|The Women's Entrance||Revising "Fair Harvard"|
|Forward through Harvard||Comings and Goings|
|Commencement Exercises||G. Milton Smith: Mountaineer|
|David Hays: Trouper||Nicolaus Mills: Concerned Citizen|
|Lisa Quiroz: Publisher||Yesterday's News|
When Harvard and Radcliffe were growing closer 25 years ago, this magazine--specifically, Primus IV in "The College Pump"--dallied with the notion of updating the words of Harvard's anthem, written back in 1836, to include the institution's daughters as well as its sons. Nothing came of it.
In 1994 Kendric T. Packer '48, of Philadelphia, troubled by the exclusivity of "Fair Harvard! thy sons to thy jubilee throng," wrote Primus to propose a competition: "I imagine that someone in the extended [Harvard] family could find an elegant solution to the problem. If you wanted, you could use this as a baseline suggestion to be beaten: Fair Harvard! thy children rejoice at thy feast."
Packer's offering, published in the March-April 1994 issue, touched off a fusillade of comment and counterings that appeared in several subsequent issues of the magazine. "'Fair Harvard! thy children rejoice at thy feast' truly stinks," judged Pieter Greeff '58 of Strasburg, Virginia. "Please, not children," pleaded Col. Walter B. Kamp '43, of Bellevue, Nebraska. "How about 'we haste to thy jubilee throng,' or 'we join in a jubilee throng'?"
In April 1997 Jeremy R. Knowles, dean of the Faculty of Arts and Sciences, sent a letter to alumni announcing that Harvard would celebrate the role of women at the College in the fall. Packer wrote Knowles back, in May, urging that "Fair Harvard" be revised. No better time. Packer had reviewed all of the suggested alterations published in this magazine in 1994 and had fixed on that of Kamp as being "the most economical," although Packer thought it would be better still as "Fair Harvard! we join in thy jubilee throng." Knowles replied in July that he would see what he could do.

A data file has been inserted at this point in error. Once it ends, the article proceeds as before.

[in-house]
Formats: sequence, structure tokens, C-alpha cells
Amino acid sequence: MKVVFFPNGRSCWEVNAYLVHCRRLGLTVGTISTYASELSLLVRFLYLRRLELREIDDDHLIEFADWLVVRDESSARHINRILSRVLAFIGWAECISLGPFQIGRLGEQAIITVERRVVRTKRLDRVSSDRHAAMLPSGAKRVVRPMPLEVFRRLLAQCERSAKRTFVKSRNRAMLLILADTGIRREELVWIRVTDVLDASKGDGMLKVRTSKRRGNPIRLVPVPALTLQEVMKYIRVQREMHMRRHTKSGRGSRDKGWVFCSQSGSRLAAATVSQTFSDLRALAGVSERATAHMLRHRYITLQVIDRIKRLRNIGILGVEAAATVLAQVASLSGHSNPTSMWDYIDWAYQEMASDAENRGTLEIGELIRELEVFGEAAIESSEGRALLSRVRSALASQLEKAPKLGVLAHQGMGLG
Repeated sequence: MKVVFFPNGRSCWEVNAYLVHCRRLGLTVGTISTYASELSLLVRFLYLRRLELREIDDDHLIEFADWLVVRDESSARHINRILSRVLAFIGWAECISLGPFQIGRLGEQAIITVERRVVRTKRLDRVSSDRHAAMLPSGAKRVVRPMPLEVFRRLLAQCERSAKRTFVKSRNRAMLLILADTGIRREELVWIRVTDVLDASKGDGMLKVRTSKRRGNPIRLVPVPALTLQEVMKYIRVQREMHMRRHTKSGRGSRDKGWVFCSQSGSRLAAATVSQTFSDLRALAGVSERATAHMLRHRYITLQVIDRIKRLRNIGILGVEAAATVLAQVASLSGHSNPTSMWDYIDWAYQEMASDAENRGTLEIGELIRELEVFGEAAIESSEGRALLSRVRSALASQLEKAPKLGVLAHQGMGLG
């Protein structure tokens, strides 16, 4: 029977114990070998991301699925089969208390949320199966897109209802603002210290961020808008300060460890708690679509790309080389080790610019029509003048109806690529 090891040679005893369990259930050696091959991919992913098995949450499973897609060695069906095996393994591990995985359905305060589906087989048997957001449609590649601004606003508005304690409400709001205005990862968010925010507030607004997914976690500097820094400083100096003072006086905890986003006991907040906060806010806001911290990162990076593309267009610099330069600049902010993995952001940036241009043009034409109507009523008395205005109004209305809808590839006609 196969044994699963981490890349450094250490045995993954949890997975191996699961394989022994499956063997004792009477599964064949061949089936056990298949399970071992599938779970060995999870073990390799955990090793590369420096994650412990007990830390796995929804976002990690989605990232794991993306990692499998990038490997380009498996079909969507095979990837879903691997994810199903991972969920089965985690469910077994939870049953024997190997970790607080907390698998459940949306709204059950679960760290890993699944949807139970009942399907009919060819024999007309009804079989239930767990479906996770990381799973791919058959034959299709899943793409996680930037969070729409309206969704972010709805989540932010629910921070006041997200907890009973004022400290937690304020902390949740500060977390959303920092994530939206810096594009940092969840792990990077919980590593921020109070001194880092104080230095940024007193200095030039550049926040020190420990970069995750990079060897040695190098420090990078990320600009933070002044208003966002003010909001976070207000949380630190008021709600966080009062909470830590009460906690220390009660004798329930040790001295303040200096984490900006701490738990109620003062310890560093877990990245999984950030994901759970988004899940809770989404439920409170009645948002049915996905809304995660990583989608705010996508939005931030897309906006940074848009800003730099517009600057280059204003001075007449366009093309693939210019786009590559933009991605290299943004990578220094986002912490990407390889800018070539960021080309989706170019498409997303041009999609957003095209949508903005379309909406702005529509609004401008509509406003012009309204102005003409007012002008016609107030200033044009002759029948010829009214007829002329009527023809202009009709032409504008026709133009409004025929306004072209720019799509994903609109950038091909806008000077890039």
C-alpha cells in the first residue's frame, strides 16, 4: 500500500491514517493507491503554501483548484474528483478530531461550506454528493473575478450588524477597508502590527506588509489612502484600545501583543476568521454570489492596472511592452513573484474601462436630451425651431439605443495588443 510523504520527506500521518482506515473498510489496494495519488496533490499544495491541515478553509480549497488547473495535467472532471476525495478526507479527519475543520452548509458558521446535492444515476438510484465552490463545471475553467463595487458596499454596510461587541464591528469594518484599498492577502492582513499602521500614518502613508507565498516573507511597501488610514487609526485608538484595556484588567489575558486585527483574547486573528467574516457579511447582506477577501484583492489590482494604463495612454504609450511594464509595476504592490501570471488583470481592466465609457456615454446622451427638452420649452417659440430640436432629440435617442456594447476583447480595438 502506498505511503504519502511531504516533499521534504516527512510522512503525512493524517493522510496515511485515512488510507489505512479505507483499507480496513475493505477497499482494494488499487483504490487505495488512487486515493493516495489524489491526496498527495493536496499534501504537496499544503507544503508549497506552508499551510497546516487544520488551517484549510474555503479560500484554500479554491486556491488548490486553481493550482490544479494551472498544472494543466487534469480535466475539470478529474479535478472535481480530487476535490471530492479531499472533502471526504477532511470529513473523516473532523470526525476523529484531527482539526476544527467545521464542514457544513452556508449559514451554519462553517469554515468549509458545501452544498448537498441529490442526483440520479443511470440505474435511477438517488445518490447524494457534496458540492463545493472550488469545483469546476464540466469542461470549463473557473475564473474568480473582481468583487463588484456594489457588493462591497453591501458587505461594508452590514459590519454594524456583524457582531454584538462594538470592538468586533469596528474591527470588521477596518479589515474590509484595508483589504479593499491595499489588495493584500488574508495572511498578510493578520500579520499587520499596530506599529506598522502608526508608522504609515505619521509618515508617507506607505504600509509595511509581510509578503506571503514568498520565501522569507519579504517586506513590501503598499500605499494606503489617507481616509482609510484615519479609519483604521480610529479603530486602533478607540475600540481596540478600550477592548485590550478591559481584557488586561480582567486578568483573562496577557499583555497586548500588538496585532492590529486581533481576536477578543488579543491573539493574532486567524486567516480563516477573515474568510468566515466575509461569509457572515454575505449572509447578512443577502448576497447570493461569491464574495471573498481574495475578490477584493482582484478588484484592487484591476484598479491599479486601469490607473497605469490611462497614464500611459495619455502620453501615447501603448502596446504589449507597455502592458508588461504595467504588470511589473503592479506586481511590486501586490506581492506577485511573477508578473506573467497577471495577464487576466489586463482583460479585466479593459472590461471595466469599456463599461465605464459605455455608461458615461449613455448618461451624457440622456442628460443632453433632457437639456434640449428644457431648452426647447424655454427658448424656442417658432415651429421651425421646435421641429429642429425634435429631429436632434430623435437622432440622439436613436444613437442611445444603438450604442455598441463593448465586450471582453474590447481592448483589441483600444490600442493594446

"I felt that the time had come and that we should simply adopt the new line, as Packer urged," says Knowles. He spoke with dean of the College Harry R. Lewis, executive director of the Harvard Alumni Association Jack Reardon '60, and President Neil L. Rudenstine (at least some of whom in turn consulted other keepers of tradition) and secured their acceptance. Knowles then designated the Kamp-Packer line the official first line of "Fair Harvard." "I trust," says Knowles, "that without excessive fanfare, concern for correctness (political or other), or the torture of graceful verse, we have moved to a decent inclusiveness for the next 361 years."
Packer, a retired data-processing executive at an insurance company, attended a commemorative gate dedication on October 4 (see previous article) to hear the song sung. "I congratulated Knowles on his courage," says Packer. "There's certain to be some adverse reaction to any tinkering with tradition." Packer notes that when Lewis asked those attending the gate dedication at the close of the ceremony to sing "Fair Harvard," he referred them to the text printed on the program, saying that the words had been changed. A spontaneous cheer arose.
Kamp, a former Strategic Air Command bomber pilot and now a part-time real-estate broker in Bellevue, Nebraska, reached by this magazine and told of the outcome of his 1994 suggestion, said, "I didn't expect to make my mark on Harvard this way, but why not?"